- Project Leader : Hayashi Kengo(Research Institute for Humanity and Nature, Research Department)
- Collaborators : Muramatsu Shin (Research Institute for Humanity and Nature, Research Department)
- : Mimura Yutaka (Research Institute for Humanity and Nature, Research Department)
- : Mizuno Kousuke (Kyoto University, Center for Southeast Asian Studies)
Outline of Research
In this study, we aim to clarify the spatial structure of the built environment in Jabodetabek, Indonesia. Firstly, we will collect land use data at the greater metropolitan area level and define spatial distribution by function, such as residential zone, commercial zone, etc. Secondly, for residential areas, we will classify them into several types, based on physical characteristics, and generate a spatial distribution for each of them. We will also examine the processes of urbanization for each consecutive residential type. By doing this, we will consider the course of future urbanization.
In this study, using the subject of the Jakarta greater metropolitan area (Jabodetabek), a mega-city with the greatest population concentration in Southeast Asia, we aim to clarify the spatial structure of the built environment such as infrastructure, residences and commercial facilities. In particular, we will analyze how the population, which has rapidly increased since independence until now, became established in the city through focusing on the environmental changes to their residences.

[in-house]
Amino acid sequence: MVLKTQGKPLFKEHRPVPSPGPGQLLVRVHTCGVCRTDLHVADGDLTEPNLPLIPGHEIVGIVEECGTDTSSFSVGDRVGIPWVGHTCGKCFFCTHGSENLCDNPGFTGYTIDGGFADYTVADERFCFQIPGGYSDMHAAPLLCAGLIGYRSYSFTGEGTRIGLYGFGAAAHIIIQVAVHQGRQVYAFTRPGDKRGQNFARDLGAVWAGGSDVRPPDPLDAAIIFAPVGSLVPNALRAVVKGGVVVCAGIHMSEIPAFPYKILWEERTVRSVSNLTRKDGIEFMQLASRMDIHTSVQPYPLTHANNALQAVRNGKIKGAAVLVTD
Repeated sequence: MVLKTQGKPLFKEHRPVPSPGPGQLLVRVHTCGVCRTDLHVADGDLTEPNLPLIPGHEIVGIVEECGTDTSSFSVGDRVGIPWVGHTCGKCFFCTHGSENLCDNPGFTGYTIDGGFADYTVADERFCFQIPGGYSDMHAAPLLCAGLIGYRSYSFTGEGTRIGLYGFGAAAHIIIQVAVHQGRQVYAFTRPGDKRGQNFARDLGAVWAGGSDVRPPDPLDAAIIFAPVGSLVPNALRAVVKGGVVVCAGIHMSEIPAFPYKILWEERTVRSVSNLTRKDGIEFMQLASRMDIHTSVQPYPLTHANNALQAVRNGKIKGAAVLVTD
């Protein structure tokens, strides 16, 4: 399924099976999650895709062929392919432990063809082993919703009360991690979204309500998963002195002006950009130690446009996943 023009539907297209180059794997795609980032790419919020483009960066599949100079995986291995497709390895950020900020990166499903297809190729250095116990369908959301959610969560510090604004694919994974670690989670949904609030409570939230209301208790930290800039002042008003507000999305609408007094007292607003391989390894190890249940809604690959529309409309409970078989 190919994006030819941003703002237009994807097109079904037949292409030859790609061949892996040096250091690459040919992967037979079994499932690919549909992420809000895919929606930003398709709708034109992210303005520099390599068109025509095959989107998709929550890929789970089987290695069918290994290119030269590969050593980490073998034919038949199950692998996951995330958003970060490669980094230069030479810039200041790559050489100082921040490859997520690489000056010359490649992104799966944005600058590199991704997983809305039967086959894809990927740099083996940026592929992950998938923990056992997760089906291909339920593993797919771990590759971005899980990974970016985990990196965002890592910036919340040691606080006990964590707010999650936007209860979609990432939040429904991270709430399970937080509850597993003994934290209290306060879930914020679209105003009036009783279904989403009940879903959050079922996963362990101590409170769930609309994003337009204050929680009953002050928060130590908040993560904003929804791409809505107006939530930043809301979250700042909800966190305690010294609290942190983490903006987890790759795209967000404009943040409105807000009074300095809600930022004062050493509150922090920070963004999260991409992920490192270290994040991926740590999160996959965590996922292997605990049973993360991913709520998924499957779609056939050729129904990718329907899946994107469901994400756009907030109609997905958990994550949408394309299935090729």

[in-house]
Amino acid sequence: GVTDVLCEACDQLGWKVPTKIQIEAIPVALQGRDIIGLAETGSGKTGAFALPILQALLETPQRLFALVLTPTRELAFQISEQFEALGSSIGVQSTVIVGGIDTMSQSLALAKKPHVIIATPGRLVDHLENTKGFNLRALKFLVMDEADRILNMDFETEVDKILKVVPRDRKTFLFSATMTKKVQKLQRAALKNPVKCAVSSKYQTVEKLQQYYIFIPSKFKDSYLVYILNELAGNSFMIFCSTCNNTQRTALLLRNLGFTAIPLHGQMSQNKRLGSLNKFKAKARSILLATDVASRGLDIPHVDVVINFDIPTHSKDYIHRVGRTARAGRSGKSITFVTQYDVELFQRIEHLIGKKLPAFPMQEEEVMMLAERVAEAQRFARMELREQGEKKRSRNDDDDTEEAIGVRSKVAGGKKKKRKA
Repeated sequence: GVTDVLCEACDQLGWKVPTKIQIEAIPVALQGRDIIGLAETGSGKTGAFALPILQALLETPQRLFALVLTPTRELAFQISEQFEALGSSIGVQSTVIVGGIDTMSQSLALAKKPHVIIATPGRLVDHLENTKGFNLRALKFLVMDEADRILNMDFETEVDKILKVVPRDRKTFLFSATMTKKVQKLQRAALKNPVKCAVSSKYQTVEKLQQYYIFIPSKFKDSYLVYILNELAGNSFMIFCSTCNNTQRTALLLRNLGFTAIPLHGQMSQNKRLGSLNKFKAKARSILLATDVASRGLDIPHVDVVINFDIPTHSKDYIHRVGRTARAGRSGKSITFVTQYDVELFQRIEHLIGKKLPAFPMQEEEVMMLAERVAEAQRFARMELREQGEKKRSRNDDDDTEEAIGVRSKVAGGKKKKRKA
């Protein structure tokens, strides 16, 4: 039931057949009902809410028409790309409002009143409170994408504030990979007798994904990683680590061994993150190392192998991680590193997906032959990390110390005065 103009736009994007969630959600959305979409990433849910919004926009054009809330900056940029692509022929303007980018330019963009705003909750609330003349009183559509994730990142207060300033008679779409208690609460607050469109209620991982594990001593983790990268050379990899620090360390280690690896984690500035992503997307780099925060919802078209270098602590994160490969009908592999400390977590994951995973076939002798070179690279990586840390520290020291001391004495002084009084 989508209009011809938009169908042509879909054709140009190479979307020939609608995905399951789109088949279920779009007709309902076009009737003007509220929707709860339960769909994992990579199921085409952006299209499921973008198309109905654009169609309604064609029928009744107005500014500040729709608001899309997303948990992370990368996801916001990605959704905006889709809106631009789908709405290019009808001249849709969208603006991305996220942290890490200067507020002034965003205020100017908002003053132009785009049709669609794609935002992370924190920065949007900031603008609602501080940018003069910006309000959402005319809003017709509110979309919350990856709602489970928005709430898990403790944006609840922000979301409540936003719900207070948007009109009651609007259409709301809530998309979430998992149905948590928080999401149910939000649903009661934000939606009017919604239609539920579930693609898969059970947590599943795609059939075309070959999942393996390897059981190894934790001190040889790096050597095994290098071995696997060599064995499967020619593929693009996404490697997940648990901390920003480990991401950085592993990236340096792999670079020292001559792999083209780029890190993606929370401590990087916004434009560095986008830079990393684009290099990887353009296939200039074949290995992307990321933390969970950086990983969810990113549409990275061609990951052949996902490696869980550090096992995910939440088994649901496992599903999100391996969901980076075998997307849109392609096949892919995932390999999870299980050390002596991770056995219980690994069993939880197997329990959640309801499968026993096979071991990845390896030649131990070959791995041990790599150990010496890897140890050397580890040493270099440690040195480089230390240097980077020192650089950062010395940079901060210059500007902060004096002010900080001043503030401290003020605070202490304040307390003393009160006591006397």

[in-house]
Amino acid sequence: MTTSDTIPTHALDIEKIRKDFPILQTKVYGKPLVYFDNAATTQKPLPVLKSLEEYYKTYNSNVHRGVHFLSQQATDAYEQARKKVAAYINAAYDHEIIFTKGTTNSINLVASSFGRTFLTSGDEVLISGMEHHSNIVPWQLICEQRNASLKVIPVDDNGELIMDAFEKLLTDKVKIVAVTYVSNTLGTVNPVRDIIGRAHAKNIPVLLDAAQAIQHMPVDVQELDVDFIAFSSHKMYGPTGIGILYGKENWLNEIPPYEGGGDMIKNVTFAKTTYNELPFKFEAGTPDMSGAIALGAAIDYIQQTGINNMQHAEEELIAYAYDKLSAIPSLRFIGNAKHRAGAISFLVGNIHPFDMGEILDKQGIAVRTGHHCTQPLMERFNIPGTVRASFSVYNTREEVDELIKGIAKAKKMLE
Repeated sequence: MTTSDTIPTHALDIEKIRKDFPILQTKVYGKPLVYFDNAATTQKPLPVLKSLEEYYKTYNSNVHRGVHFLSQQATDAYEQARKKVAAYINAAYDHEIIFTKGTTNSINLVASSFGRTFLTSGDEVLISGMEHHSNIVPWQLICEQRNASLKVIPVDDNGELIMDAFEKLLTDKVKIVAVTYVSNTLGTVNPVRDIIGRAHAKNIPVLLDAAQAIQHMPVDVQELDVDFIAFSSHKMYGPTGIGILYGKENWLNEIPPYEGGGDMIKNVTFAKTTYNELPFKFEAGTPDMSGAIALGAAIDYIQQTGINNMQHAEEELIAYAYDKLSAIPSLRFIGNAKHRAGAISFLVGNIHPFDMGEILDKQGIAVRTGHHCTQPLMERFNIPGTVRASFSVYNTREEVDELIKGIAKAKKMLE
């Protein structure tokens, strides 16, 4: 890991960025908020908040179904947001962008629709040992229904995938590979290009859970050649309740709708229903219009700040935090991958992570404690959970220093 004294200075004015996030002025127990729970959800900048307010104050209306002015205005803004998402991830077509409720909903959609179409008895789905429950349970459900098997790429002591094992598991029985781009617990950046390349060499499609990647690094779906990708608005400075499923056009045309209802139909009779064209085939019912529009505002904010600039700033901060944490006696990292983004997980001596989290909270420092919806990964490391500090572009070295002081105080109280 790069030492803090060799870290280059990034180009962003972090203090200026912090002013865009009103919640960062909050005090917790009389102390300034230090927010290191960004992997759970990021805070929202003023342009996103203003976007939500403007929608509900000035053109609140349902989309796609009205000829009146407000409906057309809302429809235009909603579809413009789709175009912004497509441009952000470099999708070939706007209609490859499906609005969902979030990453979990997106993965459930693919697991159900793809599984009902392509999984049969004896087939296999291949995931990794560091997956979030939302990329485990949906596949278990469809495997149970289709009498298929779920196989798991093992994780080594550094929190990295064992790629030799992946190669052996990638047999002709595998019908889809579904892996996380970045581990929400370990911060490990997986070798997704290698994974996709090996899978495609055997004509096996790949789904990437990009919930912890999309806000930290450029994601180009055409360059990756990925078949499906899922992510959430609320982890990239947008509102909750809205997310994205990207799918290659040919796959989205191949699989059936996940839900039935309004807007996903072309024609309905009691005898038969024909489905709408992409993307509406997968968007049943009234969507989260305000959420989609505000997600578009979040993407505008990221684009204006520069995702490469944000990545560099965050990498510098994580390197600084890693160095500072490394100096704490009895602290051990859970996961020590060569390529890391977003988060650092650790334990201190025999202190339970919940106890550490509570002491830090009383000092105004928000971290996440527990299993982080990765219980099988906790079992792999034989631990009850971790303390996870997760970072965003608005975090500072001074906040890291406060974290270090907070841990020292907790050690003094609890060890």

Specifically, 1) We will carry out collection and generation of land use data at the Jakarta greater metropolitan area level, and define the spatial distribution of the building environments separately by function, such as residence, commercial facility, factory, etc. 2) For residential areas, we will classify them into several types of residential areas, based on physical characteristics, and generate spatial distributions for each. 3) We will examine the processes and lifestyles of urbanization for each residential type one by one, and attempt to understand the process by which residential areas were formed following independence.
There are several megacities in Southeast Asia with populations exceeding 10,000,000, and their populations are expected to further increase in the next few decades. No matter the city, the accumulation of man-made objects is striking, and the development of emergent residential districts that target the middle and upper class is in the process of changing traditional residential environments on a grand scale. However, from the point of view of sustainable cities, a design for the city that makes the best use of the environment and already established culture is essential. Accordingly, in addition to the classification of existing land use, by analyzing the residential areas of an intricately changing city at a greater resolution than previously, not only can we guess the course of future urbanization, but also contribute to showing those advantages that are found in local built environments and culture, aiming towards creation of a sustainable city.